The haters gonna hate (hate hate hate hate), but do Taylor Swift and Travis Kelce even notice?

Singer Taylor Swift watching a football game
Singer Taylor Swift watches an NFL football game between the Kansas City Chiefs and the Chicago Bears in Kansas City, Mo., on Sept. 24.
(Charlie Riedel / Associated Press)
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The sight of Taylor Swift cheering on rumored beau Travis Kelce (alongside his mother) at the star tight end’s Kansas City Chiefs-Chicago Bears game last week created such a pop-culture earthquake, it even moved legendary coach Bill Belichick to … gasp … make a joke. On “The Greg Hill Show,” he said, “Well, I would say that Travis Kelce’s had a lot of big catches in his career. This would be the biggest.”

With Swift not scheduled to resume her Eras tour until Oct. 18 in Miami, the singer was reportedly seen in New York City this weekend and attended Sunday’s game between Kelce’s Chiefs and the New York Jets at MetLife Stadium in East Rutherford, N.J. An appearance would no doubt add fuel to the curiosity about the relationship, bringing joy to many but irking others, especially conservatives who have no love for Swift or Kelce.

The gravitational waves of Swift’s influence can be detected in sacred signs such as jersey sales (Kelce’s shot into the NFL’s Top 5 and his merchandise sales increased by 400% after last Sunday’s game), ticket sales — for the Chiefs, not Swift (StubHub reported a jump of nearly 300%), and the most holy of holies, Instagram followers (social media and branding agency bknown says the All-Pro tight end gained more than 860,000). Longtime NFL reporter Adam Schefter posted on the platform formerly known as Twitter that that figure represented gaining more followers “than he did following all three Super Bowls he played in combined.” The next-biggest NFL gainer last week? Travis’ brother Jason Kelce (137,000 added). Travis and Jason host the podcast “New Heights,” which also gained a considerable boost.


Taylor Swift and Travis Kelce’s rumored relationship has taken pop culture by storm. A sports writer and a Swiftie reporter sound off on what it all means.

Sept. 28, 2023

Is this the real thing, though? That is, is this real love? A fling? Or just a clever bit of synergy cooked up by savvy marketers?

Whatever it is, it is definitely not pleasing right-wing provocateurs. Conservative author and commentator Nick Adams, who boasts of being endorsed by Donald Trump, posted on X “Taylor Swift is a gold digger. Travis, GET A PRENUP!” (Conservative lawyer George Conway responded to that with “Taylor Swift’s estimated net worth: $740 million. Kansas City Chiefs active salary cap spending 2023: $202 million.”)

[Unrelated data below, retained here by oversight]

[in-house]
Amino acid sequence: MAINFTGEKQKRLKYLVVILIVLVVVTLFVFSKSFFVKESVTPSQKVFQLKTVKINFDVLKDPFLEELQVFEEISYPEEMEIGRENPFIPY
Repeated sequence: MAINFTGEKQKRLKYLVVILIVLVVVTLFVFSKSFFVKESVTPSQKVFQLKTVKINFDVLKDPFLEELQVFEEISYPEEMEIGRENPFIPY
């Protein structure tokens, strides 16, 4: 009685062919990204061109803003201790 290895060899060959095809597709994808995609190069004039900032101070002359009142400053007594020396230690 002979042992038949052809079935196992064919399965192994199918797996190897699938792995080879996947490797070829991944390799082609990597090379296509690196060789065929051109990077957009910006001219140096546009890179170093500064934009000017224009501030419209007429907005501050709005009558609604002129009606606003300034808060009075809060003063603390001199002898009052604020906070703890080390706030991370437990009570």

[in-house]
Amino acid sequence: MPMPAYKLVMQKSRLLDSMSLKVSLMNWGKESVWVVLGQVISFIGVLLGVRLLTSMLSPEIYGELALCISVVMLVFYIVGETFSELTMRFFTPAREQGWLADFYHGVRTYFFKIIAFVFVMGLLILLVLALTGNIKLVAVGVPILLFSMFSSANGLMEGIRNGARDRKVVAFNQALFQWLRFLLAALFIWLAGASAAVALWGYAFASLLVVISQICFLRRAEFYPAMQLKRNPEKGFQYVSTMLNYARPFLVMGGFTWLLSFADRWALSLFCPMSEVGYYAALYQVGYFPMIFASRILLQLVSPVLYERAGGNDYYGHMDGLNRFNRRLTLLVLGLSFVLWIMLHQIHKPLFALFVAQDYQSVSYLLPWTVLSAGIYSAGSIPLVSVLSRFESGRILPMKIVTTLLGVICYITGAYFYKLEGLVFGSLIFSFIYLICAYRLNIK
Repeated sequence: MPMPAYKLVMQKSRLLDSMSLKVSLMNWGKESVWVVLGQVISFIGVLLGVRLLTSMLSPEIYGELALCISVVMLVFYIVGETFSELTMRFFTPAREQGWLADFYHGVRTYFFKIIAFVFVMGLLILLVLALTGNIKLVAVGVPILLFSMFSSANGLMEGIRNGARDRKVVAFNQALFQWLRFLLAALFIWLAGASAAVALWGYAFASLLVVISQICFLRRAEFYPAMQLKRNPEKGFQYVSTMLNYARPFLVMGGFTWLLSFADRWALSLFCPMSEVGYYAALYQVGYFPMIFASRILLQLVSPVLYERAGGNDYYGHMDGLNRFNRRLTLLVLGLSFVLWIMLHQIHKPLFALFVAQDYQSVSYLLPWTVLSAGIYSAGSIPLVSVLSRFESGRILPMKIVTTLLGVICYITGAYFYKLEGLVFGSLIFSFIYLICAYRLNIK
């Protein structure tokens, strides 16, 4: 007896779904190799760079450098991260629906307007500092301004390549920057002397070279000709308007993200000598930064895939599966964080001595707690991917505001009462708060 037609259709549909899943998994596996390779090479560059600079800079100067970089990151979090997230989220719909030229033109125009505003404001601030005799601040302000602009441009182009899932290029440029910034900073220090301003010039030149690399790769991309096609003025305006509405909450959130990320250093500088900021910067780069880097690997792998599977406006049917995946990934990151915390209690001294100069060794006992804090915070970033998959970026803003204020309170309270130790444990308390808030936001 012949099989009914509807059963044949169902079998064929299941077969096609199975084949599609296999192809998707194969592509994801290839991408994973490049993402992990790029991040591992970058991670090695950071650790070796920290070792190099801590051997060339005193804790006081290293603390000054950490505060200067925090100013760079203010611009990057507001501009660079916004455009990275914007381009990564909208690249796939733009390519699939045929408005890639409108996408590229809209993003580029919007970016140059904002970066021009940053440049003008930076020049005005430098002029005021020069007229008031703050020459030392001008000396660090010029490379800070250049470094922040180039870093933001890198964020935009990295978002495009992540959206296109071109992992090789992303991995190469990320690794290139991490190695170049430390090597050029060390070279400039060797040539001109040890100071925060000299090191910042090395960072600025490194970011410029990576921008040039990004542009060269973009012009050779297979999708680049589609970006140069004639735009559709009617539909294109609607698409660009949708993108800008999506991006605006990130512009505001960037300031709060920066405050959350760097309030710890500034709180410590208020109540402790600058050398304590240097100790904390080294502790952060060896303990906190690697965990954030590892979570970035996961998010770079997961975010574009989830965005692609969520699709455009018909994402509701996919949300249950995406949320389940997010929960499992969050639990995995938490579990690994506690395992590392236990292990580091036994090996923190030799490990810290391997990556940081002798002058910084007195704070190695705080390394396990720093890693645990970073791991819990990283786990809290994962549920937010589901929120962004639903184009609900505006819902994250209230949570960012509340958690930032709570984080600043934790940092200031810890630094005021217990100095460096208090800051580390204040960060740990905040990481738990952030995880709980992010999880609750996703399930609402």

Adams also, um, X’d: “Taylor Swift hates America … Taylor Swift loves communism. Maybe Travis Kelce and Taylor Swift would be good together.”

It does make sense, though, that those on the right aisle should find a pairing of these two the perfect storm of antiheroes. In 2018, Swift famously stuck her neck out in a very political way to object to Tennessee Sen. Marsha Blackburn and later supported Joe Biden in the 2020 presidential race (chronicled in the documentary “Miss Americana”). She has also said Trump “thinks this is an autocracy,” along with other opinions sure to rankle those who are rankled by such things.

Kelce isn’t known for overt political statements, but he has done the next worst things in the eyes of some by making ads for Bud Light and promoting the COVID vaccine.

Right-wing commenter Tomi Lahren decried Swift’s “leftie, liberal, braindead political opinions” and wished the two luck “not with their relationship per se but rather myocarditis” (In 2022, the National Institutes of Health published a paper stating, while “proving causality is a particular challenge … [a study of] more than 151 million individuals [showed] the incidence of vaccine-related myocarditis was 0.95 per 100,000 individuals”).


That didn’t stop other commentators on the right, such as Charlie Kirk, from pondering, “What will break Kelce’s heart first? The COVID shot or Taylor Swift?”

To make matters much, much worse (to some), Swift recently encouraged her 272 million Instagram followers to vote. She linked to the nonpartisan nonprofit, which reported a surge of more than 35,000 registrations following the post on National Voter Registration Day — 23% more than the same day the previous year.

The Federalist ran an article in early September titled, “Taylor Swift’s Popularity Is a Sign of Societal Decline.” Commentator Ron Filipkowski responded, “I urge all Republicans to continue to poke the angry hornets nest of the Swifties.”

But none of this seems to be fazing Swift herself, whose fandom keeps chugging right along. Her soon-to-release “Taylor Swift: The Eras Tour” concert movie crushed one-day advance sales records (when she couldn’t strike a distribution deal with major studios, she worked out Taylor’s version of one directly with AMC and Cinemark — and now the movie has seen its run already extended and expanded significantly, with Swift set to split as much as 57% of earnings with distributors).

Meanwhile, the rerecorded “Taylor’s Version” of one of her most popular albums, 2014’s “1989,” is set to drop Oct. 27, and the Chiefs are currently atop their division. Whether there’s an actual romance here, or just a friendship, or a marketing ploy, Swift and Kelce seem to be doing just fine.

Perhaps their critics would be best advised to shake it off before they have to look what they make them (and their legions of fans) do next November.